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More than 100 Nobel Prize-winners have signed onto a campaign demanding activist groups and their seemingly willing accomplices in the press refrain from spreading misinformation about the science behind genetically modified foods.
“The media very often likes to present a supposedly balanced argument,” Sir Richard Roberts, who is spearheading the campaign along with fellow Nobel Prize-winner Philip Sharp, told the Washington Examiner. . .
“They present it as though it’s a 50/50 deal, rather than the fact that it’s a 99-to-1 percent. . . . They just have to do a better job of estimating where is the consensus and if you want to bring another view in, you have to point out it’s a minority view,” he added.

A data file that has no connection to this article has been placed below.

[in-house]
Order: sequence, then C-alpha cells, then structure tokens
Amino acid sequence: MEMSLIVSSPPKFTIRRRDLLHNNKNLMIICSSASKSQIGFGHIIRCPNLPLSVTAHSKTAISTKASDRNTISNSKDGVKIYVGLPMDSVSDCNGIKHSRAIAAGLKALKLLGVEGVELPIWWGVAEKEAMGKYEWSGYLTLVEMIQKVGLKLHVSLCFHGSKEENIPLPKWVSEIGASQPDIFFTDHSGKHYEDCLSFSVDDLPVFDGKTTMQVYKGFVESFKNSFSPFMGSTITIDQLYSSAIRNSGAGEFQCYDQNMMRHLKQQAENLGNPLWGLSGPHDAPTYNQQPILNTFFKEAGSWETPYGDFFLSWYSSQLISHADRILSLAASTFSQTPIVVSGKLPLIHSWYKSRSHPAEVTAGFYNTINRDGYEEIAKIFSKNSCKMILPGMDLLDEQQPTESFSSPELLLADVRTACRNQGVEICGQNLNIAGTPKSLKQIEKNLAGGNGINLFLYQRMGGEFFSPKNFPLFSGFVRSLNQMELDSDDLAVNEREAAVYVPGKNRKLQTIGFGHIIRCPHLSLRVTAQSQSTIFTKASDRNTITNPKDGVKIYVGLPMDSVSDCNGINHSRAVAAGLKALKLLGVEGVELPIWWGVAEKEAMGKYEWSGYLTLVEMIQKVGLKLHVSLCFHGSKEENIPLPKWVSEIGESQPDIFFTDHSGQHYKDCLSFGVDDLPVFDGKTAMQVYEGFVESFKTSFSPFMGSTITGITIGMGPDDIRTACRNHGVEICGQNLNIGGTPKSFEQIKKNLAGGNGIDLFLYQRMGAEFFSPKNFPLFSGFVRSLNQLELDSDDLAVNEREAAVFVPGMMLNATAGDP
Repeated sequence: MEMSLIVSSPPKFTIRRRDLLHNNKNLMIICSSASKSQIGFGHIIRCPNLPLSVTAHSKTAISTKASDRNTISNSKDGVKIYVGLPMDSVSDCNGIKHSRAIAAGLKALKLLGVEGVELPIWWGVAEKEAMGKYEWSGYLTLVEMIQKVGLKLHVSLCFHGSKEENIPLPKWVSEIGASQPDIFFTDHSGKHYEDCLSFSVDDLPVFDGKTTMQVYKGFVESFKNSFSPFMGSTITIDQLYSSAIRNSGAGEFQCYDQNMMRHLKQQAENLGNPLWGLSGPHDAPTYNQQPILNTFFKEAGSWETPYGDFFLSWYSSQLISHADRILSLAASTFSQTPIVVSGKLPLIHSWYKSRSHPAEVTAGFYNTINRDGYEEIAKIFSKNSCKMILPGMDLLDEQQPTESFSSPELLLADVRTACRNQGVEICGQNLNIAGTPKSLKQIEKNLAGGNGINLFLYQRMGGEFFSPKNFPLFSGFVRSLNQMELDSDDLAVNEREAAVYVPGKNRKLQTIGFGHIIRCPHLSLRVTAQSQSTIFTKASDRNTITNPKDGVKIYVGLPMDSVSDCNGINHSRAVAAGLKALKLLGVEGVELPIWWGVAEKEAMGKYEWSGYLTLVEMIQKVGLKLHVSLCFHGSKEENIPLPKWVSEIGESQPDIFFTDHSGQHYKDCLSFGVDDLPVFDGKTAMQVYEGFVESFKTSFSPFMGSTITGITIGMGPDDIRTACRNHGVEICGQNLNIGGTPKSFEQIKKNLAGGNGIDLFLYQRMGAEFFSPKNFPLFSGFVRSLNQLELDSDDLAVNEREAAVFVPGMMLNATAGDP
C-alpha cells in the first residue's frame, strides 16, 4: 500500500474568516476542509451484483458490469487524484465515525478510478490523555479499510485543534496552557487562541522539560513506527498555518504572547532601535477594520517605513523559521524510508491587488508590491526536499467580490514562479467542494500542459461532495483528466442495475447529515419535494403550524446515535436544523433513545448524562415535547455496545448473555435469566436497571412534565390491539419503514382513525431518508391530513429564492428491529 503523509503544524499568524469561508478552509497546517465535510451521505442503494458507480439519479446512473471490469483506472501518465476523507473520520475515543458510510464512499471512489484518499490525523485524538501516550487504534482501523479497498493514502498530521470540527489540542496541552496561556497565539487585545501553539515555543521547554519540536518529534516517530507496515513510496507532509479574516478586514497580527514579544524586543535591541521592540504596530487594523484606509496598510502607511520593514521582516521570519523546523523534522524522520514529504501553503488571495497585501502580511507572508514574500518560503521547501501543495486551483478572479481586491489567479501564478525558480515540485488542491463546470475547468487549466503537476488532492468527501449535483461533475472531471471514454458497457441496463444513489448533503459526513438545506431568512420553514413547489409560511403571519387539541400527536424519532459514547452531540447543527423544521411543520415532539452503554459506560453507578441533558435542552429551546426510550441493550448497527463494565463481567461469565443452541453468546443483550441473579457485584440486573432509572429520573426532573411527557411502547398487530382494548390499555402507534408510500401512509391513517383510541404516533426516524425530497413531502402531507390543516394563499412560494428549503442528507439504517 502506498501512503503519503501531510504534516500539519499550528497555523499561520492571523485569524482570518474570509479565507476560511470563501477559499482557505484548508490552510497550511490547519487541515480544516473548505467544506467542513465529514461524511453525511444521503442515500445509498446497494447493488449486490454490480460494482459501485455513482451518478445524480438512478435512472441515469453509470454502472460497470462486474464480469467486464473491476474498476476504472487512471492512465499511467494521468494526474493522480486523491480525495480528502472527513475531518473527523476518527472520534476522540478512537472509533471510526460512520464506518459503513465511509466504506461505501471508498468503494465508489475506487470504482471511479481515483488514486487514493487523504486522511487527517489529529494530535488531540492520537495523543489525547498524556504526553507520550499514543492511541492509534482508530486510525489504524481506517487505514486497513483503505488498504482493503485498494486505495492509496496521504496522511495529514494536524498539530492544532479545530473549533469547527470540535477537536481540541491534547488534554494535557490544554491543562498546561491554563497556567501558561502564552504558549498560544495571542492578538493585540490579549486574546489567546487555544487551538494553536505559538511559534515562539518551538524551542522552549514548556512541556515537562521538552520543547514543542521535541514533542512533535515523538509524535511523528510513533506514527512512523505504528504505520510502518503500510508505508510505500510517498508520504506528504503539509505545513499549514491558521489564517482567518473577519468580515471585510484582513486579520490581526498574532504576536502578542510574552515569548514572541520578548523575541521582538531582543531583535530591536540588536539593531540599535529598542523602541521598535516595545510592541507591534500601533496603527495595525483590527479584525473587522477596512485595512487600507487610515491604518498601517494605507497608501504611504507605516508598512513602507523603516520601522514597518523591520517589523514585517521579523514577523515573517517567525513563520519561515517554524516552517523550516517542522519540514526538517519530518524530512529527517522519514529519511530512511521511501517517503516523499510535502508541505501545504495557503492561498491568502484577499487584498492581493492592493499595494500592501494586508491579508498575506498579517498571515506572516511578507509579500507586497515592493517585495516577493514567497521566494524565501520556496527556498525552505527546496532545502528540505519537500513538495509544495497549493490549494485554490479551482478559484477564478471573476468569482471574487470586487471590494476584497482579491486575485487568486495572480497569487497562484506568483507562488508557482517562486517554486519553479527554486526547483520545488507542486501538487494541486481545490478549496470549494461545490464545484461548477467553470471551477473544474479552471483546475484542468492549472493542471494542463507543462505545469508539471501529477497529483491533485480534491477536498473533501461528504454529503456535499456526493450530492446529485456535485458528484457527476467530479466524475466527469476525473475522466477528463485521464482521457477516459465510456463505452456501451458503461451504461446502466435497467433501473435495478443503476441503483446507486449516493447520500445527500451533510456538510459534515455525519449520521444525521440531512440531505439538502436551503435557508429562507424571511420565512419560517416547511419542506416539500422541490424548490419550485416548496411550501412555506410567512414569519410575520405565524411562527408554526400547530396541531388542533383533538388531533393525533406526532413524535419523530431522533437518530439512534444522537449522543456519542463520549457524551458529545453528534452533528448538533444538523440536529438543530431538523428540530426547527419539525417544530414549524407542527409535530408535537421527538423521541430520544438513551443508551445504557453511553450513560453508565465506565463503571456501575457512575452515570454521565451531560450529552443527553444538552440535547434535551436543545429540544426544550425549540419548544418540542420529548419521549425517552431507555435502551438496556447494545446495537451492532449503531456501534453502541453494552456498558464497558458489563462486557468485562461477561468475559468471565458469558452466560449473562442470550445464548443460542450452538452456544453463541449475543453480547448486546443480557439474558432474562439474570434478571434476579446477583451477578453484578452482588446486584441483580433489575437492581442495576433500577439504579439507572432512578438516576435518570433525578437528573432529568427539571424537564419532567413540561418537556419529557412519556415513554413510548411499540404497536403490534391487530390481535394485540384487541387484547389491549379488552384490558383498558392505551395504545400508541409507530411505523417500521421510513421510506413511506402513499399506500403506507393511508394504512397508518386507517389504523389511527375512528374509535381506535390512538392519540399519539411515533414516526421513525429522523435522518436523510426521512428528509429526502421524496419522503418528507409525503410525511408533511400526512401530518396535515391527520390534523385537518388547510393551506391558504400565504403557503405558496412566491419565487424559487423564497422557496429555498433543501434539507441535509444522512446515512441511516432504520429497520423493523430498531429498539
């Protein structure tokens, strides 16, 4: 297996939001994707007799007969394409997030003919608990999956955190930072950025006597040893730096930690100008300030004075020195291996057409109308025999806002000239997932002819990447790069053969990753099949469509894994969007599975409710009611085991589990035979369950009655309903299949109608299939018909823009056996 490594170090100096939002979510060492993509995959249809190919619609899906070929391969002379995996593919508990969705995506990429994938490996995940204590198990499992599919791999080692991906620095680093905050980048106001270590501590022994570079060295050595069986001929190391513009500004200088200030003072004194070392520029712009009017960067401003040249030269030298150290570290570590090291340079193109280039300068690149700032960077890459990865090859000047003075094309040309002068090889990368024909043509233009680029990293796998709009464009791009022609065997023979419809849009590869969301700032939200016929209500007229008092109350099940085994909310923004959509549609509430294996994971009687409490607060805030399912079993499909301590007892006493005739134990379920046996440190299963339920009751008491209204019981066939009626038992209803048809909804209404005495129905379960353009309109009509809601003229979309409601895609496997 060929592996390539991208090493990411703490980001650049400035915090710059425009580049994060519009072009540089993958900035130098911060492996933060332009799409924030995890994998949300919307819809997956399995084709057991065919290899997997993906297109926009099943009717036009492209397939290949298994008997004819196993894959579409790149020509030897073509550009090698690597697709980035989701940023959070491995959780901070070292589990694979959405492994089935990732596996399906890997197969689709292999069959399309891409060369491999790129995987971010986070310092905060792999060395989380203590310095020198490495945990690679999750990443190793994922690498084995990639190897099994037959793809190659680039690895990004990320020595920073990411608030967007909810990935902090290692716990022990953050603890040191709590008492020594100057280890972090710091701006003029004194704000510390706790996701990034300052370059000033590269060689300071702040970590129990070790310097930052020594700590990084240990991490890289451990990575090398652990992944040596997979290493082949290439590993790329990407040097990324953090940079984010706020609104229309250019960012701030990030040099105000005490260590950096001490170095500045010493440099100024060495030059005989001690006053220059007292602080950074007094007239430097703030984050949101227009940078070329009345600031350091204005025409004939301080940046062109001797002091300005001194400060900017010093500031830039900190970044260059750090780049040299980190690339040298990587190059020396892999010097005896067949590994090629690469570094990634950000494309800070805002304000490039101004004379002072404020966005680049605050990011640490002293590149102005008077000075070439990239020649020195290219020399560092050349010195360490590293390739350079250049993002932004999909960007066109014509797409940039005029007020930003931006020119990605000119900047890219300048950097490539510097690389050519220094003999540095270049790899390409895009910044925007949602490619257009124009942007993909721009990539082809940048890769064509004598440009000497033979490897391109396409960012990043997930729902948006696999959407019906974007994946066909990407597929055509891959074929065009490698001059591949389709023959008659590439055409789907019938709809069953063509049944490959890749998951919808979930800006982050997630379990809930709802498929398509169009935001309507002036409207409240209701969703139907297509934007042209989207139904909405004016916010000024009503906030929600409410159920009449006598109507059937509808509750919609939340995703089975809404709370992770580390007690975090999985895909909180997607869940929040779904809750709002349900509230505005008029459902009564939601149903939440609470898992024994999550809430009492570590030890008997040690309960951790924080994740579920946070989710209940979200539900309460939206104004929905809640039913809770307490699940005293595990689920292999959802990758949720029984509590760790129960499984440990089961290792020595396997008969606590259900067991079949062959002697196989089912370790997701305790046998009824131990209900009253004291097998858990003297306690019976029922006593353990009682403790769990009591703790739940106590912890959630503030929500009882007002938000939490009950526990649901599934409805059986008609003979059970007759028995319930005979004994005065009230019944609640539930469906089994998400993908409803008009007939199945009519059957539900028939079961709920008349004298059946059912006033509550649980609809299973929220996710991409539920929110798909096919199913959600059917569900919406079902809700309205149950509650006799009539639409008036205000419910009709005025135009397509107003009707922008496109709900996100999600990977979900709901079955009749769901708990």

Roberts. . . explained the purpose of the campaign is to demand activists and media report accurately and fairly on GMOs.
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The former president of the American Association for the Advancement of Science echoed these sentiments.
Junk science in media is “a huge problem,” Nina Fedoroff told the Examiner . . . .
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Read full, original post: GMOs showcase how poorly journalists cover science issues